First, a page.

Prince Albert opens proceedings in 1857
The greatest art show ever?
Modern Manchester’s smorgasbord of arts festivals and events that inspire the city’s population and embolden its international profile are nothing new. It turns out the city’s been holding such events for 150 years!
Art Treasures of Great Britain in numbers
- it was 14 months from conception to execution
Art treasures in Old Trafford
In 1857, four years after it had been awarded its city status, Manchester played host to Art Treasures Of The United Kingdom, the largest art show that had ever been seen in Britain.
It really was large. With over 16,000 exhibits, the city leaders had to sanction the building of a huge temporary glass pavilion in the Manchester Botanical Gardens, near where Old Trafford’s White City Retail Park is now, to house it. The pavilion cost £25,000 - that’s a massive £41m in modern money (based on GDP).
Despite that, the exhibition did manage to turn a profit of £304, partially because of the sheer number of people who attended. During the five months of the exhibition, 1.3m visitors saw the treasures, which is impressive enough, even without taking into account that the population of the city at the time was a quarter of that (and only 55,000 of them were literate).
Detail of Michelangelo's Manchester Madonna
High art, mass culture
So what brought so many people to Manchester? Unsurprisingly, it was the same things that draw us to events nowadays; the chance to be entertained.
Amongst the thousands of exhibits, there were 39 works by Rubens, 33 by Raphael, 30 by Titian and 28 by Rembrandt, though topping them all was Michelangelo’s Madonna and Child with Saint John and the Angels, which had only recently been attributed to the master painter and became known as the Manchester Madonna – a name that has stuck to this day.
That said, it wasn’t just the exhibits that people turned out for. Art Treasures was opened by no less than Prince Albert and the top names of the time followed the Prince Consort.
1.3m people attended the exhibition
Queen Victoria visited, as did Charles Dickens, Alfred Lord Tennyson, Florence Nightingale and the French emperor Louis Napoleon. Had Victorian England had paparazzi, you wouldn’t have been able to see for the flashbulbs going off.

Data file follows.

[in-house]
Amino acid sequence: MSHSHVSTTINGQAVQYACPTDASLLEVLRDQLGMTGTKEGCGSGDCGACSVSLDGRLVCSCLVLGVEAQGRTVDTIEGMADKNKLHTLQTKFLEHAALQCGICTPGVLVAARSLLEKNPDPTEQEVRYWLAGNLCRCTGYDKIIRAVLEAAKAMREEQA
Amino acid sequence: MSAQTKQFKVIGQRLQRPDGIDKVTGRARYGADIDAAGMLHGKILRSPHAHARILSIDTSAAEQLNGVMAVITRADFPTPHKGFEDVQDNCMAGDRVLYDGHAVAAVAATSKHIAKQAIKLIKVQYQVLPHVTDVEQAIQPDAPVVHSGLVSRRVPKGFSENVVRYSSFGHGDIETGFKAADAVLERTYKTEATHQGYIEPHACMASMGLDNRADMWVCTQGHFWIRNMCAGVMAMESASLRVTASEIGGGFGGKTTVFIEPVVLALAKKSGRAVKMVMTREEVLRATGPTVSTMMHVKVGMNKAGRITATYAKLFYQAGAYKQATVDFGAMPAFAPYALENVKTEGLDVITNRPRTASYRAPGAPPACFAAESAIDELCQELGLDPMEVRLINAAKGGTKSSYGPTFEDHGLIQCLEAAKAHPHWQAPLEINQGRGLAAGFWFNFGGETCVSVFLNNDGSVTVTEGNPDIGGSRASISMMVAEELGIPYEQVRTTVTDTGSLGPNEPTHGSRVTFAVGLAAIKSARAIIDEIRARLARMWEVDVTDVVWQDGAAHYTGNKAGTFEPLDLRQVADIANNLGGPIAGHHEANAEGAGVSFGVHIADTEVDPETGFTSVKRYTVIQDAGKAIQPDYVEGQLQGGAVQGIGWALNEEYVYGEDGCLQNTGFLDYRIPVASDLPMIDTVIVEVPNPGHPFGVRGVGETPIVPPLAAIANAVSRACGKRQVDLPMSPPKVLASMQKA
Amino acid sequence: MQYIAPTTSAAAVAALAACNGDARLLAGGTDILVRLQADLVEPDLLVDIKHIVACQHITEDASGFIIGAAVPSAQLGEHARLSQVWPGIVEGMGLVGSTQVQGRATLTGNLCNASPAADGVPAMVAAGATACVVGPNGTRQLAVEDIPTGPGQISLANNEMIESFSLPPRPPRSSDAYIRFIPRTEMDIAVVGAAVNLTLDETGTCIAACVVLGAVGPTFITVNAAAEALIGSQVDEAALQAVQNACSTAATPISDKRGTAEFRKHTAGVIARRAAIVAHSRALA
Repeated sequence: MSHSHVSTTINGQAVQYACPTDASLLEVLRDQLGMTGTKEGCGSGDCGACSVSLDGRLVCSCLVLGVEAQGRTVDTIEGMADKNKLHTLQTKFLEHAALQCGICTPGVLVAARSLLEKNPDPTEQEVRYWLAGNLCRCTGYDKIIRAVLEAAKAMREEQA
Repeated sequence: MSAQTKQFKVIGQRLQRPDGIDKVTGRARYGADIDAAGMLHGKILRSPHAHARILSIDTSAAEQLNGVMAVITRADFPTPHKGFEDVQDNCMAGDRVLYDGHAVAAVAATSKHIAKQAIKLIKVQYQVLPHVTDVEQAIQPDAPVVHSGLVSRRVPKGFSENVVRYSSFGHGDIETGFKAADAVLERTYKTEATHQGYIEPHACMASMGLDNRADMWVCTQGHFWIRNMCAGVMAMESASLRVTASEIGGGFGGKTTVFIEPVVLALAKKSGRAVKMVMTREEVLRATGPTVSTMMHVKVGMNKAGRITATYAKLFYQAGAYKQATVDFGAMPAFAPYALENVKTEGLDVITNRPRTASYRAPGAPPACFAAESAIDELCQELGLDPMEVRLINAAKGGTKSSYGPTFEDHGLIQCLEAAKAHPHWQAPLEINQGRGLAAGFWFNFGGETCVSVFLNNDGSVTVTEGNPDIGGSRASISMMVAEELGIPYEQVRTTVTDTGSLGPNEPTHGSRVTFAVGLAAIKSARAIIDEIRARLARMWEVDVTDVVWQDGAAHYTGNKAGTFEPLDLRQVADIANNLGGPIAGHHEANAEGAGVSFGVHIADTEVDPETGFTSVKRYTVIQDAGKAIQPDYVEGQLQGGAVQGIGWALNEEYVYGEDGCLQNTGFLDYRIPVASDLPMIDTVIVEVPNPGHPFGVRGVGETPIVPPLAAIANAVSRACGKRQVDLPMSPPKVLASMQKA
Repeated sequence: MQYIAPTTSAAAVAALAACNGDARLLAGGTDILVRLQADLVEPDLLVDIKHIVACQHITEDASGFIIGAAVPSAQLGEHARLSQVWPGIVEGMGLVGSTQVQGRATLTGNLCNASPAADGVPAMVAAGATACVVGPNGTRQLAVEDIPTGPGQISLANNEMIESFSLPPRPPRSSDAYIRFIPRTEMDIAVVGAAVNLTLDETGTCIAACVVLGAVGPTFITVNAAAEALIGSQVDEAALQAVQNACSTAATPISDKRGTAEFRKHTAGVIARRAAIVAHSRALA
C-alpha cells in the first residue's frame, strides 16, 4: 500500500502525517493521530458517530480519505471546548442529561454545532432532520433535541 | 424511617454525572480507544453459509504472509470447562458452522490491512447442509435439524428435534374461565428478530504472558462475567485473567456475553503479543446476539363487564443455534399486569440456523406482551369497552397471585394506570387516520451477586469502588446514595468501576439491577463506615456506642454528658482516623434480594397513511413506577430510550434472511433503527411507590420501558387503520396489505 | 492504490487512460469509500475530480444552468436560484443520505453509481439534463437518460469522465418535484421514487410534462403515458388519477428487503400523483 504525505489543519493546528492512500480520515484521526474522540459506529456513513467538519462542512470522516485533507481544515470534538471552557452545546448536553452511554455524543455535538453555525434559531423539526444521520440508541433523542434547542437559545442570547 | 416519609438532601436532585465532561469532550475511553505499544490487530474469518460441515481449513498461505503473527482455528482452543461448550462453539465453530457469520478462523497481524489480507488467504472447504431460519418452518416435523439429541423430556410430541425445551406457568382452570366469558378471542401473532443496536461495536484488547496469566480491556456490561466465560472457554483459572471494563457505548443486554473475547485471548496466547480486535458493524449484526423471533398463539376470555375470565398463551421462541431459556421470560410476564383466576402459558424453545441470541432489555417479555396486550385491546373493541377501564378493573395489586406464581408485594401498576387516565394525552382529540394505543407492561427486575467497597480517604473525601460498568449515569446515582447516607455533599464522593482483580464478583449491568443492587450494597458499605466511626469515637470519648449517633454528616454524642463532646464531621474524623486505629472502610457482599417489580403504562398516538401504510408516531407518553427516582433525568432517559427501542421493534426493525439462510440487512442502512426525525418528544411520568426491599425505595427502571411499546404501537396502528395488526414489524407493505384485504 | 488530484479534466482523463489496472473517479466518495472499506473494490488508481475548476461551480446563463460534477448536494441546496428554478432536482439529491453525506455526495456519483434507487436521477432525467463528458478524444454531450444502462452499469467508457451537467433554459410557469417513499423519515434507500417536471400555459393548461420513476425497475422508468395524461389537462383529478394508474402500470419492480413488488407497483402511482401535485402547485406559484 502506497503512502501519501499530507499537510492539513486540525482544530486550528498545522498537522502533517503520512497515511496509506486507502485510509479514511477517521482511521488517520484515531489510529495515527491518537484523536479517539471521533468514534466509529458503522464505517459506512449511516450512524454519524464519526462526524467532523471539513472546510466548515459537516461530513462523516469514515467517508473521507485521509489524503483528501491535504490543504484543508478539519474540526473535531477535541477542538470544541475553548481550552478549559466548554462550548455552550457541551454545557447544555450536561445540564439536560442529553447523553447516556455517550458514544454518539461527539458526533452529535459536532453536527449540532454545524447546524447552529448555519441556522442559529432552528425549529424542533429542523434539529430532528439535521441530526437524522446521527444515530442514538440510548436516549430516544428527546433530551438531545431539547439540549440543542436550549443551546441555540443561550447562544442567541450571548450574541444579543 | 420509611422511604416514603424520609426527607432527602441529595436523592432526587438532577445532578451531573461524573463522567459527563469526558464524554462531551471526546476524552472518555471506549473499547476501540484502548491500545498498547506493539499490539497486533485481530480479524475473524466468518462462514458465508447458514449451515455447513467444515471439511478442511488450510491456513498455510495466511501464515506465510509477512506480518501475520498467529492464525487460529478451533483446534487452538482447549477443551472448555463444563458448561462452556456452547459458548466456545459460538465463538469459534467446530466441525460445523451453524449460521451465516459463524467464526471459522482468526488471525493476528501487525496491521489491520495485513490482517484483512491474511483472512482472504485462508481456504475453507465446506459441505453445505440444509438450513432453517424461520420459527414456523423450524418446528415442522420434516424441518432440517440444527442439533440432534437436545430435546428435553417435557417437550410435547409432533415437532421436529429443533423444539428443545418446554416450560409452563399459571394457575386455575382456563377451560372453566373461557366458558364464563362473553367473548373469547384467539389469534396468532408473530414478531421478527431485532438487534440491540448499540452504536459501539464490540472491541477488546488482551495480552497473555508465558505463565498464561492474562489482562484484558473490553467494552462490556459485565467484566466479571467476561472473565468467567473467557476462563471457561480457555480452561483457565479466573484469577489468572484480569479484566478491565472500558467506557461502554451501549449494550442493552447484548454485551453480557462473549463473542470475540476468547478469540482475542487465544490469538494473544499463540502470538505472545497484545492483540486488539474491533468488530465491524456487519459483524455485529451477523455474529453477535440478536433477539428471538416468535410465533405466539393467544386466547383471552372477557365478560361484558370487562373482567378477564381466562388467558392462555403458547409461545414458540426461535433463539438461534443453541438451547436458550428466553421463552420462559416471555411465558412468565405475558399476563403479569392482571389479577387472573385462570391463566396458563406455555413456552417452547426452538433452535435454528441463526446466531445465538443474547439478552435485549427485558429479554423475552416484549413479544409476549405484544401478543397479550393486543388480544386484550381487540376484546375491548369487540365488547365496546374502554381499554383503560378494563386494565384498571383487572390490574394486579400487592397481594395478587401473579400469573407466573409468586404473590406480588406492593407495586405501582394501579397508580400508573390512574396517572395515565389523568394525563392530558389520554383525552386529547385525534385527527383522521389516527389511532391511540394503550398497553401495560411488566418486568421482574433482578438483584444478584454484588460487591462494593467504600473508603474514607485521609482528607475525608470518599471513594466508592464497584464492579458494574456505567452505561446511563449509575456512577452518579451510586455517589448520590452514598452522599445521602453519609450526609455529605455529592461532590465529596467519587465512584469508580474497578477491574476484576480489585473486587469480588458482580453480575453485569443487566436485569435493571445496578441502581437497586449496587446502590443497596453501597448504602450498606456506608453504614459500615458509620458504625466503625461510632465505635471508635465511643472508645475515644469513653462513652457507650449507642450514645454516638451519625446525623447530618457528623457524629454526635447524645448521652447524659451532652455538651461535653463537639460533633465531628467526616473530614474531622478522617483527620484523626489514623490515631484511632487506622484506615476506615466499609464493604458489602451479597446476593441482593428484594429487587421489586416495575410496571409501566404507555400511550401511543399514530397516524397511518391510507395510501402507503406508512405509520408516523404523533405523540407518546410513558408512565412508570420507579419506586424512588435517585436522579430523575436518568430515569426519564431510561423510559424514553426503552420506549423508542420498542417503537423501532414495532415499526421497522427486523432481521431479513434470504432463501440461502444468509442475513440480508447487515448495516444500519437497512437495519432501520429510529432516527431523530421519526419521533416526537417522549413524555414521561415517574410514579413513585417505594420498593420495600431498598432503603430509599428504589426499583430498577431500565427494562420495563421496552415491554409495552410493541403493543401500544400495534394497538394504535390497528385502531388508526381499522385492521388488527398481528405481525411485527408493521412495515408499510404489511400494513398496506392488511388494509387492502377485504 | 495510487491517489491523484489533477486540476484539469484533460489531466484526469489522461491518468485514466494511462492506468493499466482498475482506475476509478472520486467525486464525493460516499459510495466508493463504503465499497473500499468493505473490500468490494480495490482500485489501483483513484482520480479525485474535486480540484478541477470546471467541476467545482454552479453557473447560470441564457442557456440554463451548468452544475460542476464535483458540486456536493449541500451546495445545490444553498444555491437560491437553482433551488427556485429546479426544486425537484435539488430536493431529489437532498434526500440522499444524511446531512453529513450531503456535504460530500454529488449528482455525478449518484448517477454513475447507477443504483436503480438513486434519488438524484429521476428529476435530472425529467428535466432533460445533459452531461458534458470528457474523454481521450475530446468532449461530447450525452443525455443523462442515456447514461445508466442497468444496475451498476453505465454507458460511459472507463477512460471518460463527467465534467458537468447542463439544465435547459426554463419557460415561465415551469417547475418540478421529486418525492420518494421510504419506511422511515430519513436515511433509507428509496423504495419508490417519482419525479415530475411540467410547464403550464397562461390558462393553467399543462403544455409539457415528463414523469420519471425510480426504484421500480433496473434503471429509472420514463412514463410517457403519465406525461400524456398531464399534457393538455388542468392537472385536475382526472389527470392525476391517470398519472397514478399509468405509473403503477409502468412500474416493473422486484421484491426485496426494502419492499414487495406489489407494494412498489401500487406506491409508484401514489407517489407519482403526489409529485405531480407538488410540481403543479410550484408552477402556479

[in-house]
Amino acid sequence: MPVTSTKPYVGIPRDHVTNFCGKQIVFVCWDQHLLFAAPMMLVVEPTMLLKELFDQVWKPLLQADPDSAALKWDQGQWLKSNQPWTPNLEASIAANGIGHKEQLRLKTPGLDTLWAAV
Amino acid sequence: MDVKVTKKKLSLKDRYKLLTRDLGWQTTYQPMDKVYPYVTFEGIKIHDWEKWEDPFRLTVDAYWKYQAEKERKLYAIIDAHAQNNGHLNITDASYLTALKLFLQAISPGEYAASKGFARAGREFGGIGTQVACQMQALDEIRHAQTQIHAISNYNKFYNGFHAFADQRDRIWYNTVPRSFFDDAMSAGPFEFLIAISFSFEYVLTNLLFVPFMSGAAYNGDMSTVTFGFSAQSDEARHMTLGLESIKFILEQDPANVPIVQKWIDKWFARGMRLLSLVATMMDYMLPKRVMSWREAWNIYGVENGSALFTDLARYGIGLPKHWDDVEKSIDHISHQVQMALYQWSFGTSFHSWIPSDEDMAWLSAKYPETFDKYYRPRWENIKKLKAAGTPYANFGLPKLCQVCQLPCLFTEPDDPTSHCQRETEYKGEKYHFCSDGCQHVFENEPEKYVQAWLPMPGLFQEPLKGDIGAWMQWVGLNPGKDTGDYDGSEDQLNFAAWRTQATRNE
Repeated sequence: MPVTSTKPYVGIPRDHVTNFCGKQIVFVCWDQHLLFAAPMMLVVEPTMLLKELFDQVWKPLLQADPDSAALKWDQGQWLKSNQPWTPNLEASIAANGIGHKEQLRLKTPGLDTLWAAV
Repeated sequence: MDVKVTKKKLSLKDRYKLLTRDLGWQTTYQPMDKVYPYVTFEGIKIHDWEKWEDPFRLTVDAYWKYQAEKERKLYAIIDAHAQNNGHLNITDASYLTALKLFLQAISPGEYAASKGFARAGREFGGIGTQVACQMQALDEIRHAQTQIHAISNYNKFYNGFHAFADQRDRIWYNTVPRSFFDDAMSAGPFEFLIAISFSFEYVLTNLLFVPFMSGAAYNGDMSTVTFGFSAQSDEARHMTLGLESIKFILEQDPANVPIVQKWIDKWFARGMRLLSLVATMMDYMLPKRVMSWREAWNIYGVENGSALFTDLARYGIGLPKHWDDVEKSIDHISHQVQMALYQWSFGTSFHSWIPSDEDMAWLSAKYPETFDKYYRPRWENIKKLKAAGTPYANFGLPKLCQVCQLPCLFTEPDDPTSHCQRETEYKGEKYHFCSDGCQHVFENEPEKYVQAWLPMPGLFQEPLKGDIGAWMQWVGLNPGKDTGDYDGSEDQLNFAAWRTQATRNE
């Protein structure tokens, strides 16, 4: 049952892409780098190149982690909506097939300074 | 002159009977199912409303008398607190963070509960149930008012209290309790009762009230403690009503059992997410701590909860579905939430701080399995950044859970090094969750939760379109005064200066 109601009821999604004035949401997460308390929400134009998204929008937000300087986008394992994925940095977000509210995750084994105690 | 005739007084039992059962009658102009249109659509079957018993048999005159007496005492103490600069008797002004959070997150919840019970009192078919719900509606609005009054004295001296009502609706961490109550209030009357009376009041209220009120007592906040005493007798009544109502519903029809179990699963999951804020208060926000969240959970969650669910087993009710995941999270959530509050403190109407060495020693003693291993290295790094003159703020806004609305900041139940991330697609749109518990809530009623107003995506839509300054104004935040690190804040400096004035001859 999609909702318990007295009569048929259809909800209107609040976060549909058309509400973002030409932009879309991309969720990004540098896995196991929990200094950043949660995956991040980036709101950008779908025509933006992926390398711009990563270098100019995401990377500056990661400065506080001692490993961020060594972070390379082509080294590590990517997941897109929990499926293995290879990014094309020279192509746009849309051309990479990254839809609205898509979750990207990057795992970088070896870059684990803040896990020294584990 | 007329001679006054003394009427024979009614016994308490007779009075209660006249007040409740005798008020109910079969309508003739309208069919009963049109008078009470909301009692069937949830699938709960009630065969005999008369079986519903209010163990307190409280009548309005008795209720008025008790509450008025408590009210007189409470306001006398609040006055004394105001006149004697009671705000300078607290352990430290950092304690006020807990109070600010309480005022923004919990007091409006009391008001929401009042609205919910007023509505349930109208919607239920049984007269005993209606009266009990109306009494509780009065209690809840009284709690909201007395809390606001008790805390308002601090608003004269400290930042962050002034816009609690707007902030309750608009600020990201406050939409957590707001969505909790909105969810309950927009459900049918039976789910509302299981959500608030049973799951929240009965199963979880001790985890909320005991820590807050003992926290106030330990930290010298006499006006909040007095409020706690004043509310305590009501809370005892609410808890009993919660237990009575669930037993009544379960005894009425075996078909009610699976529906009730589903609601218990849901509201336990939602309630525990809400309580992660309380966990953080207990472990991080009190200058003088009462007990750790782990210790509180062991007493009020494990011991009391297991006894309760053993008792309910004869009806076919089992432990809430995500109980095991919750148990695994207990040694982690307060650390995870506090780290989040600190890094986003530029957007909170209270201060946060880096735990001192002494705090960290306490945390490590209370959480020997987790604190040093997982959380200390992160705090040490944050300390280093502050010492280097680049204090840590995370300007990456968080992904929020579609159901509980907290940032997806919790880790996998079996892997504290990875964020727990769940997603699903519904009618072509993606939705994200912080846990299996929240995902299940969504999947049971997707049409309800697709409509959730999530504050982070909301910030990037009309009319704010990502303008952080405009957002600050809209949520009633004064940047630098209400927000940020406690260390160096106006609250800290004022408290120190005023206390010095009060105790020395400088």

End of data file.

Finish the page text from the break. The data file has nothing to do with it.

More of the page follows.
More than just the mills
While it may have been packed with treasures and wonders from across the UK, the purpose of the exhibition wasn’t really to enrich the minds of the populace. It was to show the world that Manchester was more than just an industrial city, and in many ways, it can be seen as the start of the city’s rich vein of artistic creativity.
That idea is probably best summed up by one simple fact. When the exhibition was ready, a local composer was asked to put together a small orchestra to play for Prince Albert at the opening ceremony.
Charles Hallé duly obliged and decided he liked the idea so much that he kept his band of musicians together, forming the Hallé Orchestra, which is now Britain’s oldest professional orchestra.
Inside the pavilion
Art Treasures Of Great Britain was one of the greatest exhibitions of its age. While its sheer size was superseded five years later by the Great London Exposition, what it showed was that art in the UK was about more than just London-based exhibitions.
It laid the foundations for provincial cities to flex their artistic muscles and show that they were just as important as the capital to the cultural life of the UK.
But more importantly for Manchester, it started a stream of creativity that would lead to, amongst many other things, the Manchester International Festival, an event devoted to inspiring the city’s population and emboldening its international profile. 150 years on, it seems Manchester is still the place to be.
last updated: 19/03/2008 at 16:05